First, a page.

It’s not easy to always love everyone. But I keep praying for God’s grace to illuminate any dark corners where fear, indifference, anger, or other unloving thoughts lurk – to free me from these unnatural tendencies and let my naturally loving, Godlike nature shine brightly to help others.

Each of us can pray to see our whole human family as embraced in the universal light of Love, as precious spiritual expressions of the one Divine Being. In this way we experience healing and feel God’s love moving us forward in harmony.

Adapted from an article published in the May 27, 2019, issue of the Christian Science Sentinel.

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Viewfinder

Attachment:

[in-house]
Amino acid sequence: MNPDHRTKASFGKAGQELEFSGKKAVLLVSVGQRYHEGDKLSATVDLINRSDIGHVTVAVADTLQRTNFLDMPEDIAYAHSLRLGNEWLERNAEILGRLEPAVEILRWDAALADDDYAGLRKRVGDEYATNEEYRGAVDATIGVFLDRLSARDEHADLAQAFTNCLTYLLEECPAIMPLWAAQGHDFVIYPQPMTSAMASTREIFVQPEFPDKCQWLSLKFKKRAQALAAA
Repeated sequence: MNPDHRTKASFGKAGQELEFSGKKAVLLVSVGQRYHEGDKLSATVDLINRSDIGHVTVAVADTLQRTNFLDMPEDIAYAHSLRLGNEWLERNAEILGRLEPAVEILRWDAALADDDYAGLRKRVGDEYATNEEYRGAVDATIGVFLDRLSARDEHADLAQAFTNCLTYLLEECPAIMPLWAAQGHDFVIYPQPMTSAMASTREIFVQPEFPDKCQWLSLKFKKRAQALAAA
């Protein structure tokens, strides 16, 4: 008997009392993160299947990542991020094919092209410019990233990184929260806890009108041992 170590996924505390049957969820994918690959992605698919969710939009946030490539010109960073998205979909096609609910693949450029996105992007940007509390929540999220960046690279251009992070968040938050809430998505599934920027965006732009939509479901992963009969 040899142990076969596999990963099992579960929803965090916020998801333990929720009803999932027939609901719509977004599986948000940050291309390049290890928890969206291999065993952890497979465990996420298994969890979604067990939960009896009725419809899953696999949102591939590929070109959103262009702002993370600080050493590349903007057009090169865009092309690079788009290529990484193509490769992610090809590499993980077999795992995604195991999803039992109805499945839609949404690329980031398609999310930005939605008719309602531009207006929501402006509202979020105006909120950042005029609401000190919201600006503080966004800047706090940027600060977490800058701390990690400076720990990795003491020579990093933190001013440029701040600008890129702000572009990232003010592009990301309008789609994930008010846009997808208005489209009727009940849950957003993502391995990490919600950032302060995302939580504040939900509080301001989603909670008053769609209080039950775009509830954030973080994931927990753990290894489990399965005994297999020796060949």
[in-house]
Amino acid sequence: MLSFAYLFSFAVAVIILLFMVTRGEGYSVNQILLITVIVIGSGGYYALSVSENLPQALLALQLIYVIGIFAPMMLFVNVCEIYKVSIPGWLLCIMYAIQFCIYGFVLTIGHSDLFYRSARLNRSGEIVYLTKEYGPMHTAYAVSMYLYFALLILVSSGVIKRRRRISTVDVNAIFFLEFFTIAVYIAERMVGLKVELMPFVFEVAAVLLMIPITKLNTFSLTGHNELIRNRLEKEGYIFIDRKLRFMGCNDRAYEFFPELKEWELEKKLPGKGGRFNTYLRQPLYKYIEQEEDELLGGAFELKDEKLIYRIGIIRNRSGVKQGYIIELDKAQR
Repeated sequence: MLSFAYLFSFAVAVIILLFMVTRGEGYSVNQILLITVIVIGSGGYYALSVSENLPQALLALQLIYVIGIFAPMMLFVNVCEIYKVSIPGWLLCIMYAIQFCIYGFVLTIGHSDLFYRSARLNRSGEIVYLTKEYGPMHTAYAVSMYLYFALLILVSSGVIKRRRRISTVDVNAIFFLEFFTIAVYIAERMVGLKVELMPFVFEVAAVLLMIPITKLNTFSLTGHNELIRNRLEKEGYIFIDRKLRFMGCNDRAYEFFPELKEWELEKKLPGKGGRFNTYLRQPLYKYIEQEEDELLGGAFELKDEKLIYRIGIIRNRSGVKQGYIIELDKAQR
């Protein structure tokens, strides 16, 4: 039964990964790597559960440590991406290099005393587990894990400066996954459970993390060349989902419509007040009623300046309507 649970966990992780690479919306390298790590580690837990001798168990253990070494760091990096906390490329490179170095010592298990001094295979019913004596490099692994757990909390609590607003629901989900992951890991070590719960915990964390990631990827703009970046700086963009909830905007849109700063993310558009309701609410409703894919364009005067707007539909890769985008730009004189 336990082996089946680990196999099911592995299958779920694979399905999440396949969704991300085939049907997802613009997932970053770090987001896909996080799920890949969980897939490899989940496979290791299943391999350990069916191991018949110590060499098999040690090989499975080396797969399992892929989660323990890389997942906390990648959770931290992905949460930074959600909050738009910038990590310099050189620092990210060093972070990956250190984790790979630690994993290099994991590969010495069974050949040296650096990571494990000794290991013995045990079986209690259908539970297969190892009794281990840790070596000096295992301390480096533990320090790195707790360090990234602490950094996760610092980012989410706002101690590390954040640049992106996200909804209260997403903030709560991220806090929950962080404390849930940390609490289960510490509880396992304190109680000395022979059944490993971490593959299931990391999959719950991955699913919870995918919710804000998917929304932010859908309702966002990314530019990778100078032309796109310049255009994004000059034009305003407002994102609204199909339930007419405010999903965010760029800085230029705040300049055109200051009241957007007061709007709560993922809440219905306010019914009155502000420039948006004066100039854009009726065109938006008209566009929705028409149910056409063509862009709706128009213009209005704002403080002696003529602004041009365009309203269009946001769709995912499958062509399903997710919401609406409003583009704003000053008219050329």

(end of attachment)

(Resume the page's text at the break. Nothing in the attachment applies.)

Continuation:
Sky gazing

Michael Probst/AP
A girl lies back on her horse between fields on the outskirts of Frankfurt, Germany, May 28.
( The illustrations in today's Monitor Daily are by Jacob Turcotte. )
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In Our Next Issue

( May 30th, 2019 )

Thank you for joining us today. Tomorrow staff writer Story Hinckley will look at the fallout from 2018’s “year of the woman” in politics. It will certainly reverberate into 2020, though maybe not in expected ways.

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May 29, 2019